As measured in total funding or in number of people employed, education is the largest policy arena for state and local governments, with growing interest at the federal level. Therefore, the potential value of data on education is enormous.
The demand of policymakers at the local, state, and federal levels for high-quality, useful data and outcome measures to evaluate fiscal and programmatic policy changes drives the need for data systems to become increasingly comprehensive. For example, the financial reports of state and local education agencies are used to compare actual financial results with legally adopted budgets; to assess financial conditions and results of operations; to assist in determining compliance with finance-related laws, rules, and regulations; to assist in evaluating the efficiency and effectiveness of processes; and in planning.
The Governmental Accounting Standards Board (GASB) defines financial reporting as the means of communicating financial information to users (GASB Statement 1, Paragraph 32). For this communication to be effective, financial information must have the following basic characteristics:
These standards imply wide uses of data and require carefully designed policies to help guide decisions about control over the use of an information system. Some policies are codified in laws or regulations; others are official statements, executive orders, or agency directives. Government policies on information systems are guided by two complementary, but sometimes conflicting, purposes: stewardship and usefulness. Stewardship encourages policies that regard government information as a public good, such as personal privacy and records management, whereas usefulness promotes policies that encourage the dissemination of information to improve the quality and lower the cost of government services, such as public access and interagency information sharing. Stewardship policies address confidentiality, information security, data quality and integrity, and long-term preservation of information. Usefulness policies address interagency and intergovernmental sharing, public access, public-private information partnerships, and reuse of information.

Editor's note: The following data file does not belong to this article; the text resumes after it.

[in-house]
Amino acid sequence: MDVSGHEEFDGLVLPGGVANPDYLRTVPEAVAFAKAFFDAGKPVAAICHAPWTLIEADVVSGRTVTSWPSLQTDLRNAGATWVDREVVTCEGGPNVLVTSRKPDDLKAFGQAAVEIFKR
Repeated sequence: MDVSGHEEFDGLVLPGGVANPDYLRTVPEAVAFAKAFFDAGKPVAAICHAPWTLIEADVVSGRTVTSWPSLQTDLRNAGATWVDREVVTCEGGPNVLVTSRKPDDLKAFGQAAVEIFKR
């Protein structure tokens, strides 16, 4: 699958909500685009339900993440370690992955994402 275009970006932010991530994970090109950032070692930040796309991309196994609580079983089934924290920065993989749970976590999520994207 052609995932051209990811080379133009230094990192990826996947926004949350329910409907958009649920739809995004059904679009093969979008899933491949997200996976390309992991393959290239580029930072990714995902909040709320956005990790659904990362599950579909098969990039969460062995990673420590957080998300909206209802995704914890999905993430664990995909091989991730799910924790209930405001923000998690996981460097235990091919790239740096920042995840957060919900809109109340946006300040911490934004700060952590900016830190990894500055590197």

Further, technological advancements such as the Internet have made policy issues concerning data appropriateness, privacy and ethics as they relate to data availability (e.g., individual student and staff records) more apparent and more difficult for education information systems to provide high quality data that are useful to both the general public and policymakers.